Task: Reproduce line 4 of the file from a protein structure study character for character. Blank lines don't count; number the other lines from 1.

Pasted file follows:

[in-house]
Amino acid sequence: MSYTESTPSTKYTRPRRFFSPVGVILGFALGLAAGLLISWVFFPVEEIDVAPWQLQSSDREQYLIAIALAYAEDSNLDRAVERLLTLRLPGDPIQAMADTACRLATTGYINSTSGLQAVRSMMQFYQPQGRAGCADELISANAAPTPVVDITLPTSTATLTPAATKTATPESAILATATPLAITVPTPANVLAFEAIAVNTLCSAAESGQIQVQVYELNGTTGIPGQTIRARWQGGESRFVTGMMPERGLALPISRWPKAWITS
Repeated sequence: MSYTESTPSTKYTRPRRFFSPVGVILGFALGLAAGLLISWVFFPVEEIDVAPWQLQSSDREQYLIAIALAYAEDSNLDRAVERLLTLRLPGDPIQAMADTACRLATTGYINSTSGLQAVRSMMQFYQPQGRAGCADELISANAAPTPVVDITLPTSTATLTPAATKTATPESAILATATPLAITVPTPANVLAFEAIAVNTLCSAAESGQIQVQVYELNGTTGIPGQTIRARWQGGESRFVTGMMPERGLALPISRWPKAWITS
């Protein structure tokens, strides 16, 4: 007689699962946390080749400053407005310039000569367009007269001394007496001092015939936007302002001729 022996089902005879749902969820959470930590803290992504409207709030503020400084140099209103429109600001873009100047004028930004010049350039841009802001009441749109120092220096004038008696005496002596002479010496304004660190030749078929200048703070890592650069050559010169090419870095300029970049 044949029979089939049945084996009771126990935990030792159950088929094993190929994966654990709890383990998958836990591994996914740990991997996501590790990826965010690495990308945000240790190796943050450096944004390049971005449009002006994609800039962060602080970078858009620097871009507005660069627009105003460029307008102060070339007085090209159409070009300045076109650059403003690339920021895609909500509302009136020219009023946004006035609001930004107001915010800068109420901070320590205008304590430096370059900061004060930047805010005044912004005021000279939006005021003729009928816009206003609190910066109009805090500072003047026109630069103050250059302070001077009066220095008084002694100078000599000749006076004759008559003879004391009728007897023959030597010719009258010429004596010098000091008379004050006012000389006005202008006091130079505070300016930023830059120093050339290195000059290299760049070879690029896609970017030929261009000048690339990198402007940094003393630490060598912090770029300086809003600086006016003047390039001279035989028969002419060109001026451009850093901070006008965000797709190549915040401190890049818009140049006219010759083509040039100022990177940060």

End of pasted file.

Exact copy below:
């Protein structure tokens, strides 16, 4: 007689699962946390080749400053407005310039000569367009007269001394007496001092015939936007302002001729 022996089902005879749902969820959470930590803290992504409207709030503020400084140099209103429109600001873009100047004028930004010049350039841009802001009441749109120092220096004038008696005496002596002479010496304004660190030749078929200048703070890592650069050559010169090419870095300029970049 044949029979089939049945084996009771126990935990030792159950088929094993190929994966654990709890383990998958836990591994996914740990991997996501590790990826965010690495990308945000240790190796943050450096944004390049971005449009002006994609800039962060602080970078858009620097871009507005660069627009105003460029307008102060070339007085090209159409070009300045076109650059403003690339920021895609909500509302009136020219009023946004006035609001930004107001915010800068109420901070320590205008304590430096370059900061004060930047805010005044912004005021000279939006005021003729009928816009206003609190910066109009805090500072003047026109630069103050250059302070001077009066220095008084002694100078000599000749006076004759008559003879004391009728007897023959030597010719009258010429004596010098000091008379004050006012000389006005202008006091130079505070300016930023830059120093050339290195000059290299760049070879690029896609970017030929261009000048690339990198402007940094003393630490060598912090770029300086809003600086006016003047390039001279035989028969002419060109001026451009850093901070006008965000797709190549915040401190890049818009140049006219010759083509040039100022990177940060």